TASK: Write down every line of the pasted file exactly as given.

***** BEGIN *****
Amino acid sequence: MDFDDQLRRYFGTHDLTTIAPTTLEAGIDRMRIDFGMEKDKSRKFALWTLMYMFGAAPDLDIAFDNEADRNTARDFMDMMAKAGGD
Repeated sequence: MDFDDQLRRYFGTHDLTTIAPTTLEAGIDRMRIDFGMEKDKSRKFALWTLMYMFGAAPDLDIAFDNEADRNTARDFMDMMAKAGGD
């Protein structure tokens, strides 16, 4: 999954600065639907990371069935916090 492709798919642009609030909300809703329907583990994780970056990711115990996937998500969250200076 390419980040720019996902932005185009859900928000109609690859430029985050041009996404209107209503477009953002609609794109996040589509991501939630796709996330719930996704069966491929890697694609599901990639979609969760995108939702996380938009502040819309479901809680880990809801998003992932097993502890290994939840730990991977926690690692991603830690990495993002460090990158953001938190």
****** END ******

Amino acid sequence: MDFDDQLRRYFGTHDLTTIAPTTLEAGIDRMRIDFGMEKDKSRKFALWTLMYMFGAAPDLDIAFDNEADRNTARDFMDMMAKAGGD
Repeated sequence: MDFDDQLRRYFGTHDLTTIAPTTLEAGIDRMRIDFGMEKDKSRKFALWTLMYMFGAAPDLDIAFDNEADRNTARDFMDMMAKAGGD
């Protein structure tokens, strides 16, 4: 999954600065639907990371069935916090 492709798919642009609030909300809703329907583990994780970056990711115990996937998500969250200076 390419980040720019996902932005185009859900928000109609690859430029985050041009996404209107209503477009953002609609794109996040589509991501939630796709996330719930996704069966491929890697694609599901990639979609969760995108939702996380938009502040819309479901809680880990809801998003992932097993502890290994939840730990991977926690690692991603830690990495993002460090990158953001938190």